Prime Minister Benjamin Netanyahu, who led the negligent reopening of the education system in a way that apparently led to Israel’s second wave of coronavirus infections, is disconnected from what’s happening on the ground here and in other countries, and is leading the education system to another failure. It seems the issue isn’t even on his agenda. Netanyahu has never treated the school system seriously, even though it’s responsible for the education and quality of life of Israel’s next generation, and the ability of the current generation of adults to go out and work.

Since the pandemic began, the main risk that Israel has focused on is keeping the hospitals from reaching the point where they can’t treat patients. No one is talking about the equally concrete risk of the education system collapsing due to the government’s actions — reaching the point where it can’t actually teach children, causing intense damage to them and to the economy.

Despite publishing the main points of its plan on Wednesday, the Education Ministry still doesn’t know exactly how many teachers it needs to hire to enable smaller classes. It doesn’t know how many people will even want to work as teachers; and it has no idea how it will train tens of thousands of people with no background in teaching whatsoever to prepare them to work in primary schools.

Likewise, it hasn’t presented a plan to enable students without computer access to participate in distance learning, and it hasn’t presented any plan for high-risk students or teachers, or those with high-risk family members. It hasn’t even published a convincing explanation of why smaller classes aren’t needed in first and second grade, particularly given the speed at which the coronavirus is spreading and the speed at which it began to spread once Israel did away with smaller classes in mid-May. It also hasn’t explained why 12th graders won’t attend class in school at all. It seems the Education Ministry hasn’t checked out alternatives thoroughly enough, but was forced to publish a plan anyway due to time pressure.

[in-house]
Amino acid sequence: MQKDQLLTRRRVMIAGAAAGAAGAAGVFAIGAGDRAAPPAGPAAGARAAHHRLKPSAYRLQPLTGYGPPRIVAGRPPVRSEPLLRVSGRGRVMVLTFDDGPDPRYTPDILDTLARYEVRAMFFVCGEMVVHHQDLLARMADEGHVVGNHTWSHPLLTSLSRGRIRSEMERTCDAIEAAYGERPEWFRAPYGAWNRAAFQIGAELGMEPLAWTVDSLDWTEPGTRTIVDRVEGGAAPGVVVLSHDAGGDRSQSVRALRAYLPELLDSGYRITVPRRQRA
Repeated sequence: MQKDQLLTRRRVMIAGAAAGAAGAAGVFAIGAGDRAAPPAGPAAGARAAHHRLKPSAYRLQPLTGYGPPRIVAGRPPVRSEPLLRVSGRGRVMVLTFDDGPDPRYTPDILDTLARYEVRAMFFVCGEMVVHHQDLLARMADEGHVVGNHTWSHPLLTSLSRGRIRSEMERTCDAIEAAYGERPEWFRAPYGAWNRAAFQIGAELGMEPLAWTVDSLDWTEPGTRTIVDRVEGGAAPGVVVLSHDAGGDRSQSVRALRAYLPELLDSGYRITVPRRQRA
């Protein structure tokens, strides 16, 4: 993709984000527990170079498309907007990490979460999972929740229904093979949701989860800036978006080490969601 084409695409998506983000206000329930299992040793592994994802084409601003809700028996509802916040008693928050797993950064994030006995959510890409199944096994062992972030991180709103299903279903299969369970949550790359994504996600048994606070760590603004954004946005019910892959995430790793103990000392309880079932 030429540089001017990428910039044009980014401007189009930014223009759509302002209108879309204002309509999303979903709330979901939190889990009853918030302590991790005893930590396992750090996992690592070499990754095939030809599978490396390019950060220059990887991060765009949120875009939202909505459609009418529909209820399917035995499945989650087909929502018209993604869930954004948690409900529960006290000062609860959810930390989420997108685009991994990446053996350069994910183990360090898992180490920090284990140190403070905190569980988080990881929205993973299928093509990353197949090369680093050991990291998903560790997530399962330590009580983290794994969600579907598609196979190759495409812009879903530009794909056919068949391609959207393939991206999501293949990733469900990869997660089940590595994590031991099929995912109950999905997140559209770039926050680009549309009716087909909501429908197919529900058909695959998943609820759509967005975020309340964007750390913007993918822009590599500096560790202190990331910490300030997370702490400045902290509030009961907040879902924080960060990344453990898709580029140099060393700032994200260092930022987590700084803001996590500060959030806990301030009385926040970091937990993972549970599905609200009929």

Furthermore, the ministry has no idea what the curriculum will be, what children will learn and how many days a week they’ll learn it. Plus, this year, too, will begin without teachers in preschool through middle school having signed a wage agreement.


The education system is on the brink of collapse, and on September 1, it’s likely there will be many students who don’t have a teacher who can teach them, and no way to effectively learn from home. Furthermore, even though the ministry has been talking for years about shifting to 21st-century learning, only one-third of schools here have an internet connection and a computer in every classroom, according to the ministry’s own data. The other two-thirds of schools don’t have the basic technological infrastructure to enable optimal distance learning, and teachers have received no instruction on how to conduct distance learning. According to the Knesset Research and Information Center, the Education Ministry doesn’t even know how many students didn’t participate in distance learning when schools were closed during the first infection wave.

Even in normal times, the Education Ministry faces many challenges and only partially serves students and their parents. Over the past five months, the education system has been in chaos. The next school year will likely begin September 1 as scheduled, but if the government doesn’t come to its senses and put the education system at the top of its priority list, it’s unlikely to function.